If Bayh and these other dissenters ruin our economy, they will be held accountable at election time. I’m almost retirement age, and my pension has been ruined by these people, and Bayh and others have chosen the low road. Americans are tired of the same old policies. Bayh and his fellow dissenters need to understand that.

Posted by: lcmartin1 | March 18, 2009 7:07 PM | Report abuse

Dear Senator Bayh...

We shall see...

You remind me of EDDIE HASKELL on "Leave it to Beaver"

Jack from Indy..........

Posted by: jindy60 | March 18, 2009 6:03 PM | Report abuse

Is it too much to ask that the democrats work TOGETHER, come to a consensus, and pass an agenda that will actually promote needed changes? I realize it's still "early days" but while different senators posture, the opportunities to pass meaningful reform of health care and energy are dwindling. Yes, we need a diversity of viewpoints. But at what point does this become counterproductive? Of course, leadership in the senate and house would help, but I'm not holding my breath.

Posted by: -pamela | March 18, 2009 5:04 PM | Report abuse

As a home-grown constituent of Bayh's, I'd say that the Dems around here would jump on any feasable primary candidate.

I think debate is fine, but Bayh is being oppositional just for the sake of it, and I agree, to ease the fears back home that he's just gettin' a mite too liberal.

Posted by: Mazarin | March 18, 2009 4:51 PM | Report abuse

Come on, leapin, I know Alan Keyes called Obama a "radical Communist," but do you think the people voted for a Bolshevik? Maybe a Menshevik, perhaps? Or perhaps a Trotskyite? That makes you a Fascist?

Posted by: Sutter | March 18, 2009 4:40 PM | Report abuse

"Even the stupid people are stirring."

referring to yourself no doubt, lclifton.

Posted by: drindl | March 18, 2009 4:39 PM | Report abuse

As a Hoosier, this is Bayh courting the voters...this post is not written in 2011...at least I hope not.

Posted by: IndyJeff2020 | March 18, 2009 4:23 PM | Report abuse

A few of the "centerists" aligned with Bayh are Liebermann, Mary Landrieu, Mark Warner, etc. From past performance, some of the 14 Senators are closer to being Republicans than Democrats. I also believe that we need some centerists but we don't need de facto Republicans to undermine and divide the party.

Posted by: amac3 | March 18, 2009 4:03 PM | Report abuse

My God! Obama and his ilk are on a frantic, wild spending spree as our economy teters on ruin. Any sensible Democrat would consider bolting. The wheels are coming off the Obama jalopy before the Dems got out of the driveway.
Meanwhile, this nut-job proposed having our military men and women who are wounded fighting our enemies to file their claims through their private insurance companies.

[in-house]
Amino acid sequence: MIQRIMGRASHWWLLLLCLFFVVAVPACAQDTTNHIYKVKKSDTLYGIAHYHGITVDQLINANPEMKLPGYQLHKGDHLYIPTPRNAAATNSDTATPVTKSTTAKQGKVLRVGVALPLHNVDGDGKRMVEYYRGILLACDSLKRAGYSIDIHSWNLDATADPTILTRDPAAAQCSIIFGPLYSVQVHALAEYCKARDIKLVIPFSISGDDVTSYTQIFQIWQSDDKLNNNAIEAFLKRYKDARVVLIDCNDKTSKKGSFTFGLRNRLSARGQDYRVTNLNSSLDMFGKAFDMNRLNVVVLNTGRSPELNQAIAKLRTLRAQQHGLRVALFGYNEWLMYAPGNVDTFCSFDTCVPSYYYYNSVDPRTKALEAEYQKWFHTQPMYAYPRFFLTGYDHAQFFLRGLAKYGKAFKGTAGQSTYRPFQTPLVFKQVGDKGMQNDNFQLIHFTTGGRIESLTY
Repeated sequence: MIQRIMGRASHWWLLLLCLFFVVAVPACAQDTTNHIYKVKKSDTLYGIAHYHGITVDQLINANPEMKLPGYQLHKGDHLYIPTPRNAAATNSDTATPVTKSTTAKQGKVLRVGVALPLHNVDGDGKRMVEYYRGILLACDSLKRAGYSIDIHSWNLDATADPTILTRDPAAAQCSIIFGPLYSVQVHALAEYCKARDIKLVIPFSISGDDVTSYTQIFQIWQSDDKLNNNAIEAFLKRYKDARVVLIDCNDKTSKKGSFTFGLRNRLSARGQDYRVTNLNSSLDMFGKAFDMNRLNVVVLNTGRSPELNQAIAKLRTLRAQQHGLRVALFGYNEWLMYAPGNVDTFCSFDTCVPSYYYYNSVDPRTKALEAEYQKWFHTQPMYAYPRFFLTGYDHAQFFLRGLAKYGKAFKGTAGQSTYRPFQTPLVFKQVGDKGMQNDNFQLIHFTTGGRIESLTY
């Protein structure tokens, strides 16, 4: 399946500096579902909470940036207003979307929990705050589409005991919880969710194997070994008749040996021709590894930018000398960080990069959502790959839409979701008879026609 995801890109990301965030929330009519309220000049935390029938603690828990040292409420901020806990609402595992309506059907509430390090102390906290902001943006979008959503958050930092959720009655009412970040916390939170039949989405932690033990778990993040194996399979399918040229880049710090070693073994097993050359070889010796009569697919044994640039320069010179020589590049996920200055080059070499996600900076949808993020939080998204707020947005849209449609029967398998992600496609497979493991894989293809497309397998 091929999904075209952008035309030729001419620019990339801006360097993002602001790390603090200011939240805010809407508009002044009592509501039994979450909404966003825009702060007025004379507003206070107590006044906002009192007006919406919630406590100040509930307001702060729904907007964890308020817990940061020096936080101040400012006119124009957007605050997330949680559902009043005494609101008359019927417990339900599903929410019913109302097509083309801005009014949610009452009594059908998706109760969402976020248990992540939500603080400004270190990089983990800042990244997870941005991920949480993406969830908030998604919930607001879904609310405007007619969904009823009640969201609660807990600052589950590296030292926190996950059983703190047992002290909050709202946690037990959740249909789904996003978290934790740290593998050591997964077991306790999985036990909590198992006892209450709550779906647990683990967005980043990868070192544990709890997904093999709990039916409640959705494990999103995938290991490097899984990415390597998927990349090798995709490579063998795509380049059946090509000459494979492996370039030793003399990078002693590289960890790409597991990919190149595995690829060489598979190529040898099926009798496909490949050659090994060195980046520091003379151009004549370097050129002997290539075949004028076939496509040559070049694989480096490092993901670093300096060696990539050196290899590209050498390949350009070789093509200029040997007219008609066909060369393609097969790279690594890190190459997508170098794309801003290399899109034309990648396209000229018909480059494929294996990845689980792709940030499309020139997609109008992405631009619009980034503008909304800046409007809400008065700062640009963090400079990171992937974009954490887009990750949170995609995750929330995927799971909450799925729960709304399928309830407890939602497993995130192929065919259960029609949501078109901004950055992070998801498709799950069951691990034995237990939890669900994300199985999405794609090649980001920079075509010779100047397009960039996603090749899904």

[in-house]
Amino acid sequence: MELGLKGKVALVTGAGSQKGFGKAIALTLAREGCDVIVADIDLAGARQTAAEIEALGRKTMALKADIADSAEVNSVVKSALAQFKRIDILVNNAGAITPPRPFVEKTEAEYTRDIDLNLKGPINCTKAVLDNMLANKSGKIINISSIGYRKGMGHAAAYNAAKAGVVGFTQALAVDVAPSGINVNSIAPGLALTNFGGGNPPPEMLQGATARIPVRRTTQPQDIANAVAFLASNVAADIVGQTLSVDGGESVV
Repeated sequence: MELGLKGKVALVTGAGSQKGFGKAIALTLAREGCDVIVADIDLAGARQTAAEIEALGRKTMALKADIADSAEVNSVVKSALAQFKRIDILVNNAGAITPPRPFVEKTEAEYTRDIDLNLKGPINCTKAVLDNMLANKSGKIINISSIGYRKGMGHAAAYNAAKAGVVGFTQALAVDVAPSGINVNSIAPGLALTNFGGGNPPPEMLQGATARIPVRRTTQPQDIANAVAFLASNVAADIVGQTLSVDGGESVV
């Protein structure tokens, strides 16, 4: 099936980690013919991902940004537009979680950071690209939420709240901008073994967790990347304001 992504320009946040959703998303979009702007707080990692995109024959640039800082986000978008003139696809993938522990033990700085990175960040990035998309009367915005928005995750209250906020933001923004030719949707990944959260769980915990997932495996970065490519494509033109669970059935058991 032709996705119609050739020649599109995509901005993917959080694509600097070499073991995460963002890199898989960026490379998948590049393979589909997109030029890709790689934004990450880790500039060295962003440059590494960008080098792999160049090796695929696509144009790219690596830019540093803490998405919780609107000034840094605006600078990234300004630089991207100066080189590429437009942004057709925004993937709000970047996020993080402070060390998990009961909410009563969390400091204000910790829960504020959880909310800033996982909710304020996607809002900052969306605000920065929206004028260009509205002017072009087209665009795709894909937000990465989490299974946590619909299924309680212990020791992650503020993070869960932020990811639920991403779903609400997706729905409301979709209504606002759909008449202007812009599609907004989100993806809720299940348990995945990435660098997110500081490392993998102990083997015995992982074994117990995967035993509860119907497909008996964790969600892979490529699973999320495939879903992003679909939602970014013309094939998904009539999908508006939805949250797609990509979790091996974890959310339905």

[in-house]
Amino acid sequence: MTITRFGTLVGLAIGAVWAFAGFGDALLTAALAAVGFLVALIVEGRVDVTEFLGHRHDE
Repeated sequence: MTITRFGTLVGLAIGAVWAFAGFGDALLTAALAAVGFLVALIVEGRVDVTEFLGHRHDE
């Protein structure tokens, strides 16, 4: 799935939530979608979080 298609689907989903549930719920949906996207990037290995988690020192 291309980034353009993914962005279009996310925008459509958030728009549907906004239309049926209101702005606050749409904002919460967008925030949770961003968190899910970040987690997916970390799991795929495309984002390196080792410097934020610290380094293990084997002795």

This guy is bad, bad news - worse than anyone suspected.
Any Republicans that don't capitalize on these dimocrats in WH and Congress, are sleeping.
I have never heard such a clamor against government policies as I hear every day now on the street. Even the stupid people are stirring.

Posted by: lclifton | March 18, 2009 3:56 PM | Report abuse

The Fix reports
""I can understand why there is a desire for unanimity," said Bayh in an interview with the Fix this afternoon. "But a certain amount of policy debate usually leads to better outcomes.""

Indeed it does. The question is whether the good senator is posturing, or bringing good policy ideas to the table.

Posted by: bsimon1 | March 18, 2009 3:46 PM | Report abuse

Comrade leapin, Comrade Rush wants a word with you...

Posted by: drindl | March 18, 2009 3:37 PM | Report abuse

Breaking all your promises and cheating on your taxes will help you be heard by Obama's Bolsheviks.

Posted by: leapin | March 18, 2009 3:24 PM | Report abuse

One look at the pasty preachy pic tells you all you need to know.

Posted by: drindl | March 18, 2009 3:07 PM | Report abuse

Oh christ, just what we need -- a pompous little 'centrist' with his own agenda...

shut up, bayh.

Posted by: drindl | March 18, 2009 3:06 PM | Report abuse

blood in the water? Yes, but Bayh is no shark. But when you are the weeny son of a famous politico you gotta do what you gotta do.

Posted by: angriestdogintheworld | March 18, 2009 3:02 PM | Report abuse

This is centrist democrats pulling a CYA. Cover you "you know what" in case Obama fails.

If Bush had this terrible amount of party unity, he would have lost in 2004.

Democrats just know how to screw up a good thing, by sniping at each other to keep themselves, not the overall party in power.

Posted by: PJF311 | March 18, 2009 3:02 PM | Report abuse